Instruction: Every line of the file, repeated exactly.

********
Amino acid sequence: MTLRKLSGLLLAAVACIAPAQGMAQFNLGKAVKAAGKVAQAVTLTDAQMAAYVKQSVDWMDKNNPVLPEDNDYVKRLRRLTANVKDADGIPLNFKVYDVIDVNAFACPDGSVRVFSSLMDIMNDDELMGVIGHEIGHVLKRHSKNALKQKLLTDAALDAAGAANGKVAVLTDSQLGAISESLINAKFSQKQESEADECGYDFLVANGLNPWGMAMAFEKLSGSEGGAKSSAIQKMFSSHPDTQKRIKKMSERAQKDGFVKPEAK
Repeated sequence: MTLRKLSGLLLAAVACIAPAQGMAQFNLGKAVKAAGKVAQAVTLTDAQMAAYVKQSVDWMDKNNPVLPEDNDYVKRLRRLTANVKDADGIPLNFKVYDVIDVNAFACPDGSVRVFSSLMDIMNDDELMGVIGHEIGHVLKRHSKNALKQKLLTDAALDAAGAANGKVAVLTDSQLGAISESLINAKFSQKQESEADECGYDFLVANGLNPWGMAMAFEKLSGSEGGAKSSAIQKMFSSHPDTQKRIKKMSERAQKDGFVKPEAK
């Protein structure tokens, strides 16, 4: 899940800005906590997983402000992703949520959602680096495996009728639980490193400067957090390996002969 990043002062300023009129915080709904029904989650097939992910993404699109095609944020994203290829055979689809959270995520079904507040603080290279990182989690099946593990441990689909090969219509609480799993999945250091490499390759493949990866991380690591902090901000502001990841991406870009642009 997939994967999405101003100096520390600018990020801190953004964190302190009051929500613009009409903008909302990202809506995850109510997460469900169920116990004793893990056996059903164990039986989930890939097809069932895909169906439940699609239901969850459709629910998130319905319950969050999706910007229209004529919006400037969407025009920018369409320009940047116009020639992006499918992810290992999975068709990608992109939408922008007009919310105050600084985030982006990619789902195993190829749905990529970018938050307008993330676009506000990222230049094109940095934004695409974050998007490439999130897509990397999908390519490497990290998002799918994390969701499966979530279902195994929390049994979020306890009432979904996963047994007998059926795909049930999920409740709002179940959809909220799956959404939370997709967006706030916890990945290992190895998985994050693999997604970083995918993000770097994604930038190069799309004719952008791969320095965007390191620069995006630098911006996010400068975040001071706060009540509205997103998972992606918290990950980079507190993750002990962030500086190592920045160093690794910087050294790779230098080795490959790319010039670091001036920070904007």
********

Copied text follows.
Amino acid sequence: MTLRKLSGLLLAAVACIAPAQGMAQFNLGKAVKAAGKVAQAVTLTDAQMAAYVKQSVDWMDKNNPVLPEDNDYVKRLRRLTANVKDADGIPLNFKVYDVIDVNAFACPDGSVRVFSSLMDIMNDDELMGVIGHEIGHVLKRHSKNALKQKLLTDAALDAAGAANGKVAVLTDSQLGAISESLINAKFSQKQESEADECGYDFLVANGLNPWGMAMAFEKLSGSEGGAKSSAIQKMFSSHPDTQKRIKKMSERAQKDGFVKPEAK
Repeated sequence: MTLRKLSGLLLAAVACIAPAQGMAQFNLGKAVKAAGKVAQAVTLTDAQMAAYVKQSVDWMDKNNPVLPEDNDYVKRLRRLTANVKDADGIPLNFKVYDVIDVNAFACPDGSVRVFSSLMDIMNDDELMGVIGHEIGHVLKRHSKNALKQKLLTDAALDAAGAANGKVAVLTDSQLGAISESLINAKFSQKQESEADECGYDFLVANGLNPWGMAMAFEKLSGSEGGAKSSAIQKMFSSHPDTQKRIKKMSERAQKDGFVKPEAK
């Protein structure tokens, strides 16, 4: 899940800005906590997983402000992703949520959602680096495996009728639980490193400067957090390996002969 990043002062300023009129915080709904029904989650097939992910993404699109095609944020994203290829055979689809959270995520079904507040603080290279990182989690099946593990441990689909090969219509609480799993999945250091490499390759493949990866991380690591902090901000502001990841991406870009642009 997939994967999405101003100096520390600018990020801190953004964190302190009051929500613009009409903008909302990202809506995850109510997460469900169920116990004793893990056996059903164990039986989930890939097809069932895909169906439940699609239901969850459709629910998130319905319950969050999706910007229209004529919006400037969407025009920018369409320009940047116009020639992006499918992810290992999975068709990608992109939408922008007009919310105050600084985030982006990619789902195993190829749905990529970018938050307008993330676009506000990222230049094109940095934004695409974050998007490439999130897509990397999908390519490497990290998002799918994390969701499966979530279902195994929390049994979020306890009432979904996963047994007998059926795909049930999920409740709002179940959809909220799956959404939370997709967006706030916890990945290992190895998985994050693999997604970083995918993000770097994604930038190069799309004719952008791969320095965007390191620069995006630098911006996010400068975040001071706060009540509205997103998972992606918290990950980079507190993750002990962030500086190592920045160093690794910087050294790779230098080795490959790319010039670091001036920070904007």